Te Anau sewage overflowing

Last updated 16:46 06/05/2014

Relevant offers

Letters

Letter: Business sense Letter: Light lunch bit thin Letter: One rule for Hager Letter: Clean, green, poison Letter: Only certain drivers? Letter: Perils of mass surveillance Letter: Stadium construction Letter: In praise of young people Letter: Handout mentality Letter: Building gift questioned

OPINION: Might I ask how many Southland people know just what happens to Te Anau's sewage at present, and what the ramifications of the Southland District Council's application to discharge waste water land at Manapouri are?

I doubt many have the true picture.

For many years, Te Anau's sewage, industrial wastes and pharmaceutical residues have been pumped into three unlined settlement ponds located on the flood plains of the Upukerora River about 600 metres from Lake Te Anau.

The ponds were formed by excavating the old river delta gravels and building stopbanks with the excavated material.

The ponds are unlined and built in porous river gravels. Therefore, for all these years, the sewage, residues and other ''nasties'' have been, and still are, leaching through the gravels into the ground waters and ultimately flowing into Lake Te Anau.

That is a fact.

The ponds are at, or just short of, capacity, and the ''overflow waters'' - that is, untreated sewage - are presently run off through an open channel gravel drain system, situated below the ponds, to remove sewer solids and colouring before the water is piped into the Upukerora River, which flows into the lake.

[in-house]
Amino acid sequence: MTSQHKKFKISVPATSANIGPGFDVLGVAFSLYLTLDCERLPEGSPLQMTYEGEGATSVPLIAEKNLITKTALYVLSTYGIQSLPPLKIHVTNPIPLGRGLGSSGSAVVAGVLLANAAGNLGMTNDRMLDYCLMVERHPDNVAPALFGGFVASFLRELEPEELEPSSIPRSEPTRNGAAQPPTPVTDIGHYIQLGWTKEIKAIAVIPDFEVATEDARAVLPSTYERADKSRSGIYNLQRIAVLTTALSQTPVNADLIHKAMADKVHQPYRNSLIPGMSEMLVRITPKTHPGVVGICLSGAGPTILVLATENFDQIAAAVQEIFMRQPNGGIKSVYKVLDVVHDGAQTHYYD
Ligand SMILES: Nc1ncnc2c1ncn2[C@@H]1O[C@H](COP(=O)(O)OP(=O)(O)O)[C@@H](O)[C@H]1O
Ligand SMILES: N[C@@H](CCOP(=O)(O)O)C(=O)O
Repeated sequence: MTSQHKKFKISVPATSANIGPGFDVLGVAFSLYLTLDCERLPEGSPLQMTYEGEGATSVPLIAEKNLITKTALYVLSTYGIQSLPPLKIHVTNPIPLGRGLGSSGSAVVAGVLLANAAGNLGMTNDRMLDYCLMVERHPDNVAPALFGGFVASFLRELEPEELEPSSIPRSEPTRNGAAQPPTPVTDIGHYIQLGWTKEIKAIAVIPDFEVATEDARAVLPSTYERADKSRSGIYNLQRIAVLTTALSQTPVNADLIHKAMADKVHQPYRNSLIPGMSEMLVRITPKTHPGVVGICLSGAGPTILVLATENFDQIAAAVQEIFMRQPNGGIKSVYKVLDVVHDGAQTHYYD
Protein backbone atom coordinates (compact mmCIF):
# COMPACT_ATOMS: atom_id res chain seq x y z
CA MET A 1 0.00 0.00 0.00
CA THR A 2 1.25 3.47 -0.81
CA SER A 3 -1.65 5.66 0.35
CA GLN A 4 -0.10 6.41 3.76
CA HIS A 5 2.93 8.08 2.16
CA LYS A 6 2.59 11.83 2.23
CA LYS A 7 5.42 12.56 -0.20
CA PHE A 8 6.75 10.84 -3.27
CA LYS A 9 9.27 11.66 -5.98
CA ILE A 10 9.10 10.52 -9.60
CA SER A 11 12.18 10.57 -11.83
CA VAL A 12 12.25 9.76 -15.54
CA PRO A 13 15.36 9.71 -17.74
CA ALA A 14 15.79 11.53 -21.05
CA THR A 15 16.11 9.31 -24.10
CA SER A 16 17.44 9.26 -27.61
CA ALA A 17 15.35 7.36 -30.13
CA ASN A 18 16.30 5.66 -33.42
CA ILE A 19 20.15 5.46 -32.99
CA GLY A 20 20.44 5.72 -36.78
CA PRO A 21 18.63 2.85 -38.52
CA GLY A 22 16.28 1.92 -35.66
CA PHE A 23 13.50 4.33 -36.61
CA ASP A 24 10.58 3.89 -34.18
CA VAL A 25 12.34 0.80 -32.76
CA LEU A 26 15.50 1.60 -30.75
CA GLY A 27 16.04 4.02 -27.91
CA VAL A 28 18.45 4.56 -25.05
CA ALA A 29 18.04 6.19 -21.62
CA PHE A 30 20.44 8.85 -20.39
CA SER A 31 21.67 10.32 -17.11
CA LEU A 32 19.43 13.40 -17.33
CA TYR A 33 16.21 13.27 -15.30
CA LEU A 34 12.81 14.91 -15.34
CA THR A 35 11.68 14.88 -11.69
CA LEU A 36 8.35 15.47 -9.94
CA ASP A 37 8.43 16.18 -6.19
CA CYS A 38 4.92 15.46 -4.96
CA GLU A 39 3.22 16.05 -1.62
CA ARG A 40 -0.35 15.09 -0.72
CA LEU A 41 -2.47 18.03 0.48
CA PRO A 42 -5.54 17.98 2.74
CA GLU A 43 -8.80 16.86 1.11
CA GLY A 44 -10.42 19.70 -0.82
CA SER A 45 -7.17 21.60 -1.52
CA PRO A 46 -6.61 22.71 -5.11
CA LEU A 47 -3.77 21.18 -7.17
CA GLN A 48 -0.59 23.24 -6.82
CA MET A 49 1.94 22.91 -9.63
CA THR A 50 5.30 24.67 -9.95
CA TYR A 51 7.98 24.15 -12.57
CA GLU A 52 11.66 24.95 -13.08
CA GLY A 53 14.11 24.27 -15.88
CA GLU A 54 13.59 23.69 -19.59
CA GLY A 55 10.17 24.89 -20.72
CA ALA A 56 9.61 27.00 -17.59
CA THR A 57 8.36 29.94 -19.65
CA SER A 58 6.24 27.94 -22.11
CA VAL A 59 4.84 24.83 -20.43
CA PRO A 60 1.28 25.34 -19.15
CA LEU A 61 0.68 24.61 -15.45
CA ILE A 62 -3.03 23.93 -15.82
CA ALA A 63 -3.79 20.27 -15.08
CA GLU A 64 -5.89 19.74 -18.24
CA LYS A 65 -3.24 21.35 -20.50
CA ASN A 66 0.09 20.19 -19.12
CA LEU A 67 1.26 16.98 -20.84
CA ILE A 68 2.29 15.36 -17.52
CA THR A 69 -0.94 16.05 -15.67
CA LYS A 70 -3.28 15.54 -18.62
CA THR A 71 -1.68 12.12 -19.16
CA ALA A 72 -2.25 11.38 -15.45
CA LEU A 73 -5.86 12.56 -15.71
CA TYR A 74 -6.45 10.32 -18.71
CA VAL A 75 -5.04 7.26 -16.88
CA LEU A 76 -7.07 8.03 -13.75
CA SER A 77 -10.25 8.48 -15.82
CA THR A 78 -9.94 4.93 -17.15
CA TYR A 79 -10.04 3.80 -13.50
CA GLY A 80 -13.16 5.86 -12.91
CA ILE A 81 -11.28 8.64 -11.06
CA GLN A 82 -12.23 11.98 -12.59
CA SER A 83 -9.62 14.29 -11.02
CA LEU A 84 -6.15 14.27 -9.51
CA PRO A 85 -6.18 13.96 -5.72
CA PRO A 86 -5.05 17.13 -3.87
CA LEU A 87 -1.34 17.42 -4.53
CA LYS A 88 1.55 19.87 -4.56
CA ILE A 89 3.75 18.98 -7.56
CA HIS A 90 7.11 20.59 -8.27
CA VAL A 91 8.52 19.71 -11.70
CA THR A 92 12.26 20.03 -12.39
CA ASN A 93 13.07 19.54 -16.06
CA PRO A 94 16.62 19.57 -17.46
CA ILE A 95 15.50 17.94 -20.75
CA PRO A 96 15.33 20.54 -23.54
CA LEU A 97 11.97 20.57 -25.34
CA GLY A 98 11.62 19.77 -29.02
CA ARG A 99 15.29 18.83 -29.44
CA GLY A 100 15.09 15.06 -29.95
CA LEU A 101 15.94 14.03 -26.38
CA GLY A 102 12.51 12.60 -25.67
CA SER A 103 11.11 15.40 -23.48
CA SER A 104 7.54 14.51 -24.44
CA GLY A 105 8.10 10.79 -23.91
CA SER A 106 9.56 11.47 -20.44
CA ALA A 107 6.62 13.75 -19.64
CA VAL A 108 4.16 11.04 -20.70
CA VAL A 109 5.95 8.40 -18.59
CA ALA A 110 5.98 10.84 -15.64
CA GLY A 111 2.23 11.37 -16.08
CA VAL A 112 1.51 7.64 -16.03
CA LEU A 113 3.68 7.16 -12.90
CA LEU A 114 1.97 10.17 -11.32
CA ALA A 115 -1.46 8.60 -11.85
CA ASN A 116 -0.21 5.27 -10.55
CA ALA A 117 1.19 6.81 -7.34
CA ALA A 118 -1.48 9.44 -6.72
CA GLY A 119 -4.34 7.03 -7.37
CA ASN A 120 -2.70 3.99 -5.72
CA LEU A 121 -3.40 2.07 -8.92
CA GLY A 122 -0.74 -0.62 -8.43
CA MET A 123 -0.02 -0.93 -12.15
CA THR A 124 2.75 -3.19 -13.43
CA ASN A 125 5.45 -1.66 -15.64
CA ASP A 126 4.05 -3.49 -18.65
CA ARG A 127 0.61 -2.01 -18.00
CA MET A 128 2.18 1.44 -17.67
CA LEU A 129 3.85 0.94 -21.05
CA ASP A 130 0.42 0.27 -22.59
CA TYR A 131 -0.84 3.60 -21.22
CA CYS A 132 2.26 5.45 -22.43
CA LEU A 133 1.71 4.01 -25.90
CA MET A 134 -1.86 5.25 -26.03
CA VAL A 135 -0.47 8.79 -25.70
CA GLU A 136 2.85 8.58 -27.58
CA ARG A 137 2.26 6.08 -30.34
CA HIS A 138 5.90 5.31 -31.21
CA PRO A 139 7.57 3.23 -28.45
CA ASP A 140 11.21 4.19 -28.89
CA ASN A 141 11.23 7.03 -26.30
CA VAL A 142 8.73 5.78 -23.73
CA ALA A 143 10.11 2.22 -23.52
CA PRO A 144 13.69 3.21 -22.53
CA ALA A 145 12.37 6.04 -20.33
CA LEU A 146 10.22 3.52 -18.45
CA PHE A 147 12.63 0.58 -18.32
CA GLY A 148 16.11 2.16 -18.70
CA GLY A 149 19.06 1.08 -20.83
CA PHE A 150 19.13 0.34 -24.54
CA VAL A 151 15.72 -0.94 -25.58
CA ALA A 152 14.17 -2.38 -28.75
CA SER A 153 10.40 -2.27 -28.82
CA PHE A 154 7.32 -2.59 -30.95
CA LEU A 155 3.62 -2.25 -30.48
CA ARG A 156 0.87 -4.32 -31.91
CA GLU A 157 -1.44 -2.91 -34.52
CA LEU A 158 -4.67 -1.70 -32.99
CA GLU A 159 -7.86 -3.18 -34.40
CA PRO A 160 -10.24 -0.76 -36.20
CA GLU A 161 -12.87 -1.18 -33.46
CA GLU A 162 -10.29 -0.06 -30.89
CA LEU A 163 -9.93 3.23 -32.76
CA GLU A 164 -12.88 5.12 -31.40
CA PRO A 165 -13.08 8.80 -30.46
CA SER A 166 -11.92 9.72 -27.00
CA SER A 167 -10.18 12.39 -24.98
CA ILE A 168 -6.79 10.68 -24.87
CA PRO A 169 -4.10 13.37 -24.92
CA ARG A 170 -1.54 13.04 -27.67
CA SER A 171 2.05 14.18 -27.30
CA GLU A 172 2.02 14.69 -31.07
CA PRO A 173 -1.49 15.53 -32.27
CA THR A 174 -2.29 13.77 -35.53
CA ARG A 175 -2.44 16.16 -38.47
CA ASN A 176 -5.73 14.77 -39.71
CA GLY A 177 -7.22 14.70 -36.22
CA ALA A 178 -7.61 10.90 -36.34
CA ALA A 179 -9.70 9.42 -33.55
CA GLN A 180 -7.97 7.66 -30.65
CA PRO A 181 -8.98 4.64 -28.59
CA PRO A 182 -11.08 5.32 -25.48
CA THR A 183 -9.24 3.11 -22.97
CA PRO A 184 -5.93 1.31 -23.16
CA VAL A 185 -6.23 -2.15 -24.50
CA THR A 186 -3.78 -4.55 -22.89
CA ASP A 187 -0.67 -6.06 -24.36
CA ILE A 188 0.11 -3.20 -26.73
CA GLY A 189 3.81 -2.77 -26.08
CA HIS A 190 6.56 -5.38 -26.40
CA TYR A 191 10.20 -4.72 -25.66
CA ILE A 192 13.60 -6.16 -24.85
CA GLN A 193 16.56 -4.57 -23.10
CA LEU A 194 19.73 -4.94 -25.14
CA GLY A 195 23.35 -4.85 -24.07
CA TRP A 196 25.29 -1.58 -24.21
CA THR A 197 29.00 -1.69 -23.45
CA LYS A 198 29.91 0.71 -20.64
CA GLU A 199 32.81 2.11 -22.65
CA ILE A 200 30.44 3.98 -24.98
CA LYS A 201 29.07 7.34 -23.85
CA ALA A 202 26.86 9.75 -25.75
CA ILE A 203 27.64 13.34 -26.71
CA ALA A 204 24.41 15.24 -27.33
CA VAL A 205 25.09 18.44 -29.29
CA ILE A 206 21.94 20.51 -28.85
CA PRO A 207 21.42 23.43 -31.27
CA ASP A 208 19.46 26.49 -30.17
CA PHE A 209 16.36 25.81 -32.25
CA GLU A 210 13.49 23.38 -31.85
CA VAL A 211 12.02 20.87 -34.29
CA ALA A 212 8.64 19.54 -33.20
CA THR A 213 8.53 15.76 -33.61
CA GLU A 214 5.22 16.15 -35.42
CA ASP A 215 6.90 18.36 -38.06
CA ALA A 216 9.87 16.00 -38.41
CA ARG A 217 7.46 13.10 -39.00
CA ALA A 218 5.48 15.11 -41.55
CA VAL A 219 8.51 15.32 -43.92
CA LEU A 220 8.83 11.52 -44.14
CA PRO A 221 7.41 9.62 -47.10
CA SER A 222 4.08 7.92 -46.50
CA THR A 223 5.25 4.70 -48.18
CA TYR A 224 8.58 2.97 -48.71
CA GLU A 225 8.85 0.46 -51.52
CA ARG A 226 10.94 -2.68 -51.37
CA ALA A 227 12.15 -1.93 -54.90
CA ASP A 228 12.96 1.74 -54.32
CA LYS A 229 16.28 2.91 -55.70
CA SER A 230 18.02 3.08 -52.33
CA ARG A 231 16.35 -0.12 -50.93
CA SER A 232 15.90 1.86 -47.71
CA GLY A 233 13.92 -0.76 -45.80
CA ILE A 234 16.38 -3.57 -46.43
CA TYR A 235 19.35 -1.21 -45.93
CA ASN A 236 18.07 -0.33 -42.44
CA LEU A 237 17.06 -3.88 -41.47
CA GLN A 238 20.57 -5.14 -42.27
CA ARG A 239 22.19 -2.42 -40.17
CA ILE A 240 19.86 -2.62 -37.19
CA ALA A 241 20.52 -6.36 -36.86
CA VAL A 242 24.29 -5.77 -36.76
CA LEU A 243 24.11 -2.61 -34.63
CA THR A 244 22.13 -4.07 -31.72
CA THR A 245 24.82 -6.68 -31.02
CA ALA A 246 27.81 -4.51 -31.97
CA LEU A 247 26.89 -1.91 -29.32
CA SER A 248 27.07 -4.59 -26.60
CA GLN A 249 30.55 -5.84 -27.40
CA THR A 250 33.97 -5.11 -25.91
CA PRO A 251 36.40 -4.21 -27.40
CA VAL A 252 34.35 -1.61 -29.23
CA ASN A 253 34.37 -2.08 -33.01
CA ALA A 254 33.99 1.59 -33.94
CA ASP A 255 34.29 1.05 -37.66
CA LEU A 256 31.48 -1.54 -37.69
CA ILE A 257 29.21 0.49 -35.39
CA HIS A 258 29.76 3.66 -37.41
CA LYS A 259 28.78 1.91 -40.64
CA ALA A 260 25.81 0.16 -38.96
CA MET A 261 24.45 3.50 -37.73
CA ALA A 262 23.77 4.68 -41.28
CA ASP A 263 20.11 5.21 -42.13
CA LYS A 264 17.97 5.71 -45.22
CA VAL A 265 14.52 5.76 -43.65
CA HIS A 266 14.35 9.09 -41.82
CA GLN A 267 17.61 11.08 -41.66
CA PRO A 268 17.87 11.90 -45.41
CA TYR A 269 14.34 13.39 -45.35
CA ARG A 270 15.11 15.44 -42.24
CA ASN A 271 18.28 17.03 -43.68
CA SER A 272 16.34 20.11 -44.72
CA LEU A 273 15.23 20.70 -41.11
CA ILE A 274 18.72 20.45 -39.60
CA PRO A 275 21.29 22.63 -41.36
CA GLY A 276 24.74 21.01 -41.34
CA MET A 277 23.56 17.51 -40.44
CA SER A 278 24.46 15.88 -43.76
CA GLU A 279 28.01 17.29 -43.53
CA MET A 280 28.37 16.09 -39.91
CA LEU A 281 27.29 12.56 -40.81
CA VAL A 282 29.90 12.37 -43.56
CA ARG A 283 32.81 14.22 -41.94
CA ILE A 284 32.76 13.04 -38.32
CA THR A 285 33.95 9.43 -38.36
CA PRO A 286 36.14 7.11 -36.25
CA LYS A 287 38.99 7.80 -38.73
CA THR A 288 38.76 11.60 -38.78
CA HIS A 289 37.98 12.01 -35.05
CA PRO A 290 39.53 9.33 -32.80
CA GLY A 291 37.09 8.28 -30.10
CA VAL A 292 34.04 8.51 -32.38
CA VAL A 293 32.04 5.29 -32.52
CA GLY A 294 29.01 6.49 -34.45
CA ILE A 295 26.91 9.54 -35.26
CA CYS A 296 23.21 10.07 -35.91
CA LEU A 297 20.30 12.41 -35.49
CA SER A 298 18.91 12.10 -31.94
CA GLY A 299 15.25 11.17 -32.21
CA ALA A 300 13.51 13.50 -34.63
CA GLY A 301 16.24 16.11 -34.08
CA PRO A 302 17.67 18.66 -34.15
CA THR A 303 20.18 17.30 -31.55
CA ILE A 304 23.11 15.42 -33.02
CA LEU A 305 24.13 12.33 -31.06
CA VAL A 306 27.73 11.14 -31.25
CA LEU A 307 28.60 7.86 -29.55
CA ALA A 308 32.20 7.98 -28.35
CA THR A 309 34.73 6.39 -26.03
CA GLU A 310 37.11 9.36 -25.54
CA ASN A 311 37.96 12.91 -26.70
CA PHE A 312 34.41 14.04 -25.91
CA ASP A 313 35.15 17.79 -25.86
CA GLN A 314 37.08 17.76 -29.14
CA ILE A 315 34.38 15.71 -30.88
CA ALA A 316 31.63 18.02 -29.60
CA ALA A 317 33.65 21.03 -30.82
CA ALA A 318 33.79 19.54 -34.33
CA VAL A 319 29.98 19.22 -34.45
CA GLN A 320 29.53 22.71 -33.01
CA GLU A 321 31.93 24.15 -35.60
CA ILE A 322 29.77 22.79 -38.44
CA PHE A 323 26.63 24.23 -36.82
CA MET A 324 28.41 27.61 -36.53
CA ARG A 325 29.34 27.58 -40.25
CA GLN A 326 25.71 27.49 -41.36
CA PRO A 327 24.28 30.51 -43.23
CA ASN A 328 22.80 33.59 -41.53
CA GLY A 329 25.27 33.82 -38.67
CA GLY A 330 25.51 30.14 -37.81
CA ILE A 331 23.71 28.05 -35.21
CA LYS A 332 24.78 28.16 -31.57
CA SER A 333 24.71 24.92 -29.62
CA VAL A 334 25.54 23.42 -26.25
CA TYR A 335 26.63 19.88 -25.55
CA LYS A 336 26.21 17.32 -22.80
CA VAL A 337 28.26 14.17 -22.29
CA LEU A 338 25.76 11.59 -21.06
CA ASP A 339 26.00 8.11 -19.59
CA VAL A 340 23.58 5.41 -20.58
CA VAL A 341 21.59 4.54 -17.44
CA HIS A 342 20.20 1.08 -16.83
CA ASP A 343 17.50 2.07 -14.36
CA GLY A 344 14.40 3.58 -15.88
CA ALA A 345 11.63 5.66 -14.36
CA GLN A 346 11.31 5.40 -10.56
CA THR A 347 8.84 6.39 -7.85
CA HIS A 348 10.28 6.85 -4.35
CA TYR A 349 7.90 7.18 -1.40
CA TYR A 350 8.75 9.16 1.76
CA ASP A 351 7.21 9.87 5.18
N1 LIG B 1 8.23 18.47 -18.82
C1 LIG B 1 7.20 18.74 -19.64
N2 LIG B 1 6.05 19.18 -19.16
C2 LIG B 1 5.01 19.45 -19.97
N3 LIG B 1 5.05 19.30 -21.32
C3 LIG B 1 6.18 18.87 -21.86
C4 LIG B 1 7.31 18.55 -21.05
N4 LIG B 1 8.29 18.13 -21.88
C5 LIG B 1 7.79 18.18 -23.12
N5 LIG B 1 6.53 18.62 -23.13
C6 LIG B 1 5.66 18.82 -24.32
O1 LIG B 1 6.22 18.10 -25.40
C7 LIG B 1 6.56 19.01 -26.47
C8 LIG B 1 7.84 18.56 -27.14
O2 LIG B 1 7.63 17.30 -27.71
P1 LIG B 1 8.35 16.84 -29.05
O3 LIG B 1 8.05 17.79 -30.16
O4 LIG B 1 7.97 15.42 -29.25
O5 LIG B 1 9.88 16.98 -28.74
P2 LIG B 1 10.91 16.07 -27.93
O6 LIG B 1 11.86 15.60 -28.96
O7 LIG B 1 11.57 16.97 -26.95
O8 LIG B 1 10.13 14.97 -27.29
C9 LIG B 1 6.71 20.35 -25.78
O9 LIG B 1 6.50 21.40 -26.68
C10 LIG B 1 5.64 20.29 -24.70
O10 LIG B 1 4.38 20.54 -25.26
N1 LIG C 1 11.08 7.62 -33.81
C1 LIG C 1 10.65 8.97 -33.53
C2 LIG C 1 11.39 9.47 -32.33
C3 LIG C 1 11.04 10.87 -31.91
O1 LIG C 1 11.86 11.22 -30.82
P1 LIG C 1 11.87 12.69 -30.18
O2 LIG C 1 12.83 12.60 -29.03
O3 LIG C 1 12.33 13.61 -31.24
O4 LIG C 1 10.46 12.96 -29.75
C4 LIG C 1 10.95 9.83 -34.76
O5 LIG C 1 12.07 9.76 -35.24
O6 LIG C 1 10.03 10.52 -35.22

Do I hear you say ''that's not good''? But it gets worse.

Presently before Environment Southland is an application from the Southland District Council for resource consent to discharge Te Anau wastewater on to land and to air at Manapouri.

This application is due to be heard by ''out-of-town'' commissioners in the near future.

The district council's plan is to pump the untreated Te Anau ''overflow'' wastewater 19km to the Te Anau-Manapouri airport and spray it on to grasslands surrounding the airport.

It is anticipated that the irrigated grasses will absorb the nitrogen and phosphorus that is abundant in the waters and this will in turn be digested by the animals that eat the grass.

Other contaminants not absorbed by the grass will filter into the soils and groundwater and eventually flow into the Waiau River and on into Lake Manapouri.

Does that sound fair and reasonable?

This letter, like the issue itself, is To Be Continued ...

ALISTAIR PATON-McONALD
Te Anau

Ad Feedback

- The Southland Times

Special offers

Featured Promotions

Sponsored Content